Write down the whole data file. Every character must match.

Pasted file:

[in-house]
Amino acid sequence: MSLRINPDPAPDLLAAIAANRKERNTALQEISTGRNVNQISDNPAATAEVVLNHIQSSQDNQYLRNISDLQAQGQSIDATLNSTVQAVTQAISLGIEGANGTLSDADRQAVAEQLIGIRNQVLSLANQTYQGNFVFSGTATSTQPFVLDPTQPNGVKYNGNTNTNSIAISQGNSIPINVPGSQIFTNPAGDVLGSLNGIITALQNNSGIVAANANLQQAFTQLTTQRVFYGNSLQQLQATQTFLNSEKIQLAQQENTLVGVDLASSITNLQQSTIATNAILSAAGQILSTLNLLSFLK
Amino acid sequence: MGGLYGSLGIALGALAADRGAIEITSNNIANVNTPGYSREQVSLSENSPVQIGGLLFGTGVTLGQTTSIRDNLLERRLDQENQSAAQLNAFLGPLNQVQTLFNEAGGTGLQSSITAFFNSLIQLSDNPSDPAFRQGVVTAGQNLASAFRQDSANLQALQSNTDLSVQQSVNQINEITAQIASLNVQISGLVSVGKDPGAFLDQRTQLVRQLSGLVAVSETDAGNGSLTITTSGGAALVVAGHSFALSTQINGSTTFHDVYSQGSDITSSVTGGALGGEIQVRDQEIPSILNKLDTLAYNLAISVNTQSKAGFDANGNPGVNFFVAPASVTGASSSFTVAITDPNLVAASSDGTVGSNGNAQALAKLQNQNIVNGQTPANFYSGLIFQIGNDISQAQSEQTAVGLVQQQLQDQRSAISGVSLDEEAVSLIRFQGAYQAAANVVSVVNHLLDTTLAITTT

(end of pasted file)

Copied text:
[in-house]
Amino acid sequence: MSLRINPDPAPDLLAAIAANRKERNTALQEISTGRNVNQISDNPAATAEVVLNHIQSSQDNQYLRNISDLQAQGQSIDATLNSTVQAVTQAISLGIEGANGTLSDADRQAVAEQLIGIRNQVLSLANQTYQGNFVFSGTATSTQPFVLDPTQPNGVKYNGNTNTNSIAISQGNSIPINVPGSQIFTNPAGDVLGSLNGIITALQNNSGIVAANANLQQAFTQLTTQRVFYGNSLQQLQATQTFLNSEKIQLAQQENTLVGVDLASSITNLQQSTIATNAILSAAGQILSTLNLLSFLK
Amino acid sequence: MGGLYGSLGIALGALAADRGAIEITSNNIANVNTPGYSREQVSLSENSPVQIGGLLFGTGVTLGQTTSIRDNLLERRLDQENQSAAQLNAFLGPLNQVQTLFNEAGGTGLQSSITAFFNSLIQLSDNPSDPAFRQGVVTAGQNLASAFRQDSANLQALQSNTDLSVQQSVNQINEITAQIASLNVQISGLVSVGKDPGAFLDQRTQLVRQLSGLVAVSETDAGNGSLTITTSGGAALVVAGHSFALSTQINGSTTFHDVYSQGSDITSSVTGGALGGEIQVRDQEIPSILNKLDTLAYNLAISVNTQSKAGFDANGNPGVNFFVAPASVTGASSSFTVAITDPNLVAASSDGTVGSNGNAQALAKLQNQNIVNGQTPANFYSGLIFQIGNDISQAQSEQTAVGLVQQQLQDQRSAISGVSLDEEAVSLIRFQGAYQAAANVVSVVNHLLDTTLAITTT